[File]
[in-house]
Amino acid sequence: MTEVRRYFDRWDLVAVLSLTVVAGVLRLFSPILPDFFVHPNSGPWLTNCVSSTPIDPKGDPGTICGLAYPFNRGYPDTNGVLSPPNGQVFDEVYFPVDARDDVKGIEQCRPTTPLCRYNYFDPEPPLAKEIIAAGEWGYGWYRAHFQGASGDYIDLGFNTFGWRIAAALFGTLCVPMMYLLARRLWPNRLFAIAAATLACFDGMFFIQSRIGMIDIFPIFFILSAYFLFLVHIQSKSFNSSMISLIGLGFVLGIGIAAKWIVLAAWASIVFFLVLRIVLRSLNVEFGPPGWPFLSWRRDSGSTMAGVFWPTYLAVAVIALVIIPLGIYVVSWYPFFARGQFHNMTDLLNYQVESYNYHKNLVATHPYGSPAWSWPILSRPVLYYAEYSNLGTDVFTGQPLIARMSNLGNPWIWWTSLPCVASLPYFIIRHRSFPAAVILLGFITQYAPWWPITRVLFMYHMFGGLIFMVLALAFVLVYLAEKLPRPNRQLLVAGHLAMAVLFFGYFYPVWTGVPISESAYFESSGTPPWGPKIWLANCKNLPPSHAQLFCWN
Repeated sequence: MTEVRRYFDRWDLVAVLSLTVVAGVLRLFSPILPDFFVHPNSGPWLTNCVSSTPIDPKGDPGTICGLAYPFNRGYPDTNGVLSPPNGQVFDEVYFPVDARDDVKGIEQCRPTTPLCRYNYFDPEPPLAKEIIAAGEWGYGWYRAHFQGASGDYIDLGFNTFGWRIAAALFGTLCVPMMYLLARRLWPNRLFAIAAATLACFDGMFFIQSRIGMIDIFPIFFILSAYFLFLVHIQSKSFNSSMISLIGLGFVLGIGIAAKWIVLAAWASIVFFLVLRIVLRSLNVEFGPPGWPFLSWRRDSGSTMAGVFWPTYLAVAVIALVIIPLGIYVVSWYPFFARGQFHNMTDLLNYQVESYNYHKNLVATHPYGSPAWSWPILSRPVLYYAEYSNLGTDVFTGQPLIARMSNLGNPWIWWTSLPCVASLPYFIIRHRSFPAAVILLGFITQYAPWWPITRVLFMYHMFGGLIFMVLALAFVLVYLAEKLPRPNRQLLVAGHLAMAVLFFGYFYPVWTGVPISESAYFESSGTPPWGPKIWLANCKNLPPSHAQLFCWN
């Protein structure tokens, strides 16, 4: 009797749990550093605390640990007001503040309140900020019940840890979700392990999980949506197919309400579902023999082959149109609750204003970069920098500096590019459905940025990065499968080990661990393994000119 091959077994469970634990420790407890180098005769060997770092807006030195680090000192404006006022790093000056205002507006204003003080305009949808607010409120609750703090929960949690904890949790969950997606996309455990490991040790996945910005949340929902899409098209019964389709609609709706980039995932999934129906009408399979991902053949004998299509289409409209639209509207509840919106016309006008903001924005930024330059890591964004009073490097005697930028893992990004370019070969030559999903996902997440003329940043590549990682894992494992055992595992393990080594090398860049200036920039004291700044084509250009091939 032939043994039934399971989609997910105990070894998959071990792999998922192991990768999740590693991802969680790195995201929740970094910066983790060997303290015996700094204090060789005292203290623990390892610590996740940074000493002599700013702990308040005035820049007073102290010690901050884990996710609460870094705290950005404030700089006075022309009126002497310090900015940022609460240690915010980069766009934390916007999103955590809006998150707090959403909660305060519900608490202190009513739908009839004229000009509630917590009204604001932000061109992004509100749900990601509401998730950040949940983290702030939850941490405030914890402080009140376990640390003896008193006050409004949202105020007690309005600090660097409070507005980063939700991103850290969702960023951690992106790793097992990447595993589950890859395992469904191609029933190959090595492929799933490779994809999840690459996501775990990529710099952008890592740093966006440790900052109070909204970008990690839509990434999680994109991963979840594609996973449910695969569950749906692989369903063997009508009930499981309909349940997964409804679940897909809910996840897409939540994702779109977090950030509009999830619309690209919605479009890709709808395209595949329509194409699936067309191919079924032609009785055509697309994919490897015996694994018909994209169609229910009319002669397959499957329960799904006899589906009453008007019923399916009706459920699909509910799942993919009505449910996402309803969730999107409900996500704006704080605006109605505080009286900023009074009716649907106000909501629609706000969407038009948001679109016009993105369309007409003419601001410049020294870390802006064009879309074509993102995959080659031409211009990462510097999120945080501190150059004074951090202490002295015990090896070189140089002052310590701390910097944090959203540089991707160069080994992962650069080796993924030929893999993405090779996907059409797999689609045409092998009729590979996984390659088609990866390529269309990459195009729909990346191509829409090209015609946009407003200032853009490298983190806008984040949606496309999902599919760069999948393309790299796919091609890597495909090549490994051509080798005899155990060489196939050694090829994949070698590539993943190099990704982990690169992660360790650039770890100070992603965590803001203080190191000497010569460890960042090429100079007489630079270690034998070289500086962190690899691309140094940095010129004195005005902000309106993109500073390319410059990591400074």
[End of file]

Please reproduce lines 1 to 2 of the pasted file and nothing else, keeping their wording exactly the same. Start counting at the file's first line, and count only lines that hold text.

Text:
[in-house]
Amino acid sequence: MTEVRRYFDRWDLVAVLSLTVVAGVLRLFSPILPDFFVHPNSGPWLTNCVSSTPIDPKGDPGTICGLAYPFNRGYPDTNGVLSPPNGQVFDEVYFPVDARDDVKGIEQCRPTTPLCRYNYFDPEPPLAKEIIAAGEWGYGWYRAHFQGASGDYIDLGFNTFGWRIAAALFGTLCVPMMYLLARRLWPNRLFAIAAATLACFDGMFFIQSRIGMIDIFPIFFILSAYFLFLVHIQSKSFNSSMISLIGLGFVLGIGIAAKWIVLAAWASIVFFLVLRIVLRSLNVEFGPPGWPFLSWRRDSGSTMAGVFWPTYLAVAVIALVIIPLGIYVVSWYPFFARGQFHNMTDLLNYQVESYNYHKNLVATHPYGSPAWSWPILSRPVLYYAEYSNLGTDVFTGQPLIARMSNLGNPWIWWTSLPCVASLPYFIIRHRSFPAAVILLGFITQYAPWWPITRVLFMYHMFGGLIFMVLALAFVLVYLAEKLPRPNRQLLVAGHLAMAVLFFGYFYPVWTGVPISESAYFESSGTPPWGPKIWLANCKNLPPSHAQLFCWN